The display of each communication device shows another side or view of the same communication session. For example, the display of device 304 shows the same display of the same participants 202, 204, 206 as shown in FIG. 2. The display of device 306 shows the same participants 202, 204, 206 in another view of the communication session with the perspective of device 306. Similarly, devices 308, 312 show the same participants 202, 204, 206 in different views. In one aspect, mobile device 308 is coupled to wireless transceiver 310 to connect to the network. The mobile device 308 may create a view of its own communication session or create a duplicate or corresponding view of the display of another device. However, in the case of a call center, the customer display may show only some or none of the details shown by the call center agent display for various security, privacy, trade secrets, or other purposes.

 The discussion now returns to the call center GUI for managing communication sessions, particularly the various action icons or buttons 208, 210, 212, 214 as shown in FIG. 2. 4 illustrates an example sub-menu of an escalation button 408. In this example, when the call center agent clicks on expansion button 408, system 100 displays an associated menu to clarify the expansion request. The disambiguation menu includes the root node "extension 408", "subject matter expert" 410, "supervisor 412", for clarification of how or to whom. It may have three expanded nodes of “another agent 414”. Alternatively, call center agent 202 may browse a list or icon-based display of possible extended individuals, professional agents, and / or supervisors, and drag and drop the requested person's icon over the graphical representation of the communication session. drop). The list of extended individuals may be part of the contact list. The system 100 then automatically contacts the person in their preferred mode and joins the person to the conference call.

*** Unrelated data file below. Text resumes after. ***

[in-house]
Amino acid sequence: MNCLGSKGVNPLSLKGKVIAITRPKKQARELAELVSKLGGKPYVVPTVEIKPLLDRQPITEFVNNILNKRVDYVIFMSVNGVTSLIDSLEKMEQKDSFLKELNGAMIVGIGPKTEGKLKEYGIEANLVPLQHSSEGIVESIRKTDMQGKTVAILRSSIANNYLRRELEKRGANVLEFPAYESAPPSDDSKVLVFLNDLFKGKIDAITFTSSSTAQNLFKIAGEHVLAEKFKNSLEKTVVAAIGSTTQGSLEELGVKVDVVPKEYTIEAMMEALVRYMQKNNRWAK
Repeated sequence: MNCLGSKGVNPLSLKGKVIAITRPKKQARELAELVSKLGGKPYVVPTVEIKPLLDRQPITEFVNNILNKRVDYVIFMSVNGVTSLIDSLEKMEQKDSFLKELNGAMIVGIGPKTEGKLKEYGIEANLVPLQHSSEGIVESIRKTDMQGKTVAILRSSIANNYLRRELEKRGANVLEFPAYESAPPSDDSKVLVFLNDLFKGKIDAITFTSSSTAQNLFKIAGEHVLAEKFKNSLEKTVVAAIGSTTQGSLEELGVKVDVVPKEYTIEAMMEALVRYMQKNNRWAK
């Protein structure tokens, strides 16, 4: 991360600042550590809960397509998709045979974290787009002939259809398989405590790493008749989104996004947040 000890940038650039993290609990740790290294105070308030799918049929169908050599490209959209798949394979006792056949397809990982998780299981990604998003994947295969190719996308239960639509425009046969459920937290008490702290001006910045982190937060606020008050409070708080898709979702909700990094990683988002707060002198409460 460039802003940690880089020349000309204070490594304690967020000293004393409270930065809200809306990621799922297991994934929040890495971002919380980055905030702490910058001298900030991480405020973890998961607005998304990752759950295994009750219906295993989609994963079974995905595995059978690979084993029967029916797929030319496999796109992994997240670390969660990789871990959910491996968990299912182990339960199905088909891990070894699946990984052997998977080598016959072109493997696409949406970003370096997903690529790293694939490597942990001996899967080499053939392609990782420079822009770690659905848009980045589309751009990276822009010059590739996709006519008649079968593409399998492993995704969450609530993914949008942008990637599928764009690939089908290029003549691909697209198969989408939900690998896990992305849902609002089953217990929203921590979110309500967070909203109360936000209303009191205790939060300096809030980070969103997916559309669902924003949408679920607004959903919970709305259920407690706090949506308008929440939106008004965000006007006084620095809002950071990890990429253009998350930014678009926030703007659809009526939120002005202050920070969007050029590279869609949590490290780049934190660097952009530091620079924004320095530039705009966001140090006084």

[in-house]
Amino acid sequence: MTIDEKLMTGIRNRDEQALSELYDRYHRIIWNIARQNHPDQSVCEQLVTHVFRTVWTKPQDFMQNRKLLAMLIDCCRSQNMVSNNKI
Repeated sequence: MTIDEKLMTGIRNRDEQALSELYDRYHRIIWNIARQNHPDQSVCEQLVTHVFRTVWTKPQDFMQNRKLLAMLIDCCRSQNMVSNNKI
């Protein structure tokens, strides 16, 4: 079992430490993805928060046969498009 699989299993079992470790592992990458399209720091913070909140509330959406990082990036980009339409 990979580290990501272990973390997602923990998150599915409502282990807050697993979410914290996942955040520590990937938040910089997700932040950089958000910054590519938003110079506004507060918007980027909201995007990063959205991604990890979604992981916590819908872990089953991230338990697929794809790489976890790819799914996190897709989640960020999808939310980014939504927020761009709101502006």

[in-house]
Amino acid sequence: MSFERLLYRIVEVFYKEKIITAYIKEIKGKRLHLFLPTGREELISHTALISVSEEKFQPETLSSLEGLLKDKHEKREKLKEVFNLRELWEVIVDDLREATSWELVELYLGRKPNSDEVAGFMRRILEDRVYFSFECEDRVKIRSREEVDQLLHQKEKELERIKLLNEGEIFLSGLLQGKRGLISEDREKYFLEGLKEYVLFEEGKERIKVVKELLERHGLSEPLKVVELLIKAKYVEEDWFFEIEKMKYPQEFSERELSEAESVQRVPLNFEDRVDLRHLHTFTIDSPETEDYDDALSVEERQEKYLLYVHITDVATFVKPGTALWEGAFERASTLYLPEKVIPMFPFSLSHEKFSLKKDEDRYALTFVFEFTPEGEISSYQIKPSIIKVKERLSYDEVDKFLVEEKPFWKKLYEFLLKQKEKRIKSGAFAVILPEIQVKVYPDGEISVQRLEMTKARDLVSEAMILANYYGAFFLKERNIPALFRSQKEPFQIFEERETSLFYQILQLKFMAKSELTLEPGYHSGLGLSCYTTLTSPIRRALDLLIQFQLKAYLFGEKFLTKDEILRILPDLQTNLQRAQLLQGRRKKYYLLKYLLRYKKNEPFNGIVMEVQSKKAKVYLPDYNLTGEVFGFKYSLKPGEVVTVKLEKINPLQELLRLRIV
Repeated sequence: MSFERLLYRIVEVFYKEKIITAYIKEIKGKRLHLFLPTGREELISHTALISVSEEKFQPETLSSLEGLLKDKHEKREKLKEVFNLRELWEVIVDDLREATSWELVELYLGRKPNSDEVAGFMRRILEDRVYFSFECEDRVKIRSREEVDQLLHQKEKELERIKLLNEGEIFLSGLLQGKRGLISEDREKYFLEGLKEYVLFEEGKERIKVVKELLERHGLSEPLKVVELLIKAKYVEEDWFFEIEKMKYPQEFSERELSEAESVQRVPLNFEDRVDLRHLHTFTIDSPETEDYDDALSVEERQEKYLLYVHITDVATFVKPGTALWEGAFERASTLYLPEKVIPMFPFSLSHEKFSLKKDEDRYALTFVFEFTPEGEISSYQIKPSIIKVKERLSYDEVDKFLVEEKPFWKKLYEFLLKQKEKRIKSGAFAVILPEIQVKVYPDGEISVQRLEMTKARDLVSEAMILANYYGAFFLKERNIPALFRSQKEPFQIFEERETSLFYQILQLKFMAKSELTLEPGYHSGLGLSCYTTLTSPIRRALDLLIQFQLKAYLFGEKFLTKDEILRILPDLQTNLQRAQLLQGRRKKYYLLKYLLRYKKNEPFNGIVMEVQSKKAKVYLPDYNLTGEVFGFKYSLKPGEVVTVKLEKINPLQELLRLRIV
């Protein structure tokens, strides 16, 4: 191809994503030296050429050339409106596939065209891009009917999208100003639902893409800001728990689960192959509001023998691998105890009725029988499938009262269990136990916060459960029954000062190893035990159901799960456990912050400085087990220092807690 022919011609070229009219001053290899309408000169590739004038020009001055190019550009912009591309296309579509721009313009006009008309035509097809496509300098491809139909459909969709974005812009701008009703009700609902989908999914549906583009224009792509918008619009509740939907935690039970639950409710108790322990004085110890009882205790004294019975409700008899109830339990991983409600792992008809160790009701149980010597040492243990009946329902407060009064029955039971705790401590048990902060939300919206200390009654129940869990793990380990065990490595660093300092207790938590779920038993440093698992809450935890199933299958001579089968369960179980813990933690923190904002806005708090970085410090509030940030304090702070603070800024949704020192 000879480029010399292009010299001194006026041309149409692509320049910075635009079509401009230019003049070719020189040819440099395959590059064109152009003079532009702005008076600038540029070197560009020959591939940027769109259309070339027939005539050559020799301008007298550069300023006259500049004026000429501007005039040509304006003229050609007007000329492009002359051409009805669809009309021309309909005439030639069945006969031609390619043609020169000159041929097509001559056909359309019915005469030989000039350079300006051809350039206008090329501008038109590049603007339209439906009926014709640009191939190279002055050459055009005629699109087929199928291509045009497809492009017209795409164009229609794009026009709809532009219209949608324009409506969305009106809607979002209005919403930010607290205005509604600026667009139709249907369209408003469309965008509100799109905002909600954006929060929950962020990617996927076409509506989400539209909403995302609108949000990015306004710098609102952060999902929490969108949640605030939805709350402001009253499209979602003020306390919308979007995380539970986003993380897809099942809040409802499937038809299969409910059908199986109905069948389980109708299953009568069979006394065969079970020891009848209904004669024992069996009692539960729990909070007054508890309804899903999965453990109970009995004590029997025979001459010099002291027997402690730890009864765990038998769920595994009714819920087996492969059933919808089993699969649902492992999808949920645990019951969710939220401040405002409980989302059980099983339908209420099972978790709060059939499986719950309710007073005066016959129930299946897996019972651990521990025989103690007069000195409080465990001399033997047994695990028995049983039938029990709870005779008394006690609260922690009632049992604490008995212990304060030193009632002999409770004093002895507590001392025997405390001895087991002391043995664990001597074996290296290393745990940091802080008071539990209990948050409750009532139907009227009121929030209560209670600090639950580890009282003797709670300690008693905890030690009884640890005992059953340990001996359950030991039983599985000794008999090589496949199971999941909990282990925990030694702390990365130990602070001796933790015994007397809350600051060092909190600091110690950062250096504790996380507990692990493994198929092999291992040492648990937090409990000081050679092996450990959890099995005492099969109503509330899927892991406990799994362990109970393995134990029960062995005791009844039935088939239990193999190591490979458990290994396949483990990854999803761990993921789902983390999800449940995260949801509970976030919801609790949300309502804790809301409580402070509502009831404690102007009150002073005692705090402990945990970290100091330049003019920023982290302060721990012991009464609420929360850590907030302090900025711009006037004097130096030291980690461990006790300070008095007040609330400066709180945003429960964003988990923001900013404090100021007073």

5 shows an example call center agent display 500 showing a graphical representation of a communication session between call center agent 502 and caller Frank Rose 504 after expansion to director 506. Call center agent display 500 includes a new connecting link 508 to the director 506. The graphical link 508 connecting with the supervisor may indicate that only the supervisor 506 has the authority to terminate the link 508 and terminate the communication session. The director 506, caller Frank Rose 504, and call center agent 502 communicate in a common session, such as a three-way conference call. As described above, a counselor is typically shown somewhere in the middle of a GUI having a queue on one side and resources on the other. Less is better for a click or other agent's entry, which shows the available resources (both man and material) very dynamically as an icon list or group locally associated with the session's customer's motivation. Is probably the most likely scenario. In one aspect, system 100 is a sidebar communication session, or a separation between a call center agent 502 and a director 506, or other extended individual, for discussing a particular topic without the caller 504's awareness. You can automatically set up concurrent communication sessions. This may be done with a low level whisper announcement to agents using the same communication session. For example, if the main communication session is over the telephone, the sidebar communication session between the call center agent 502 and the director 506 may be via instant message. The director 506 may remain in the communication session, return control to the call center agent 502, silently monitor the remainder of the communication session, and so on.

After the last participant leaves the communication session, the system 100 ends the communication session. In some examples, system 100 places call center agent 502 in a busy or unavailable mode for a period of time after the end of the communication session. The call center agent 502 may enter notes and comments required in the caller's case file during the time or follow other post-call procedures.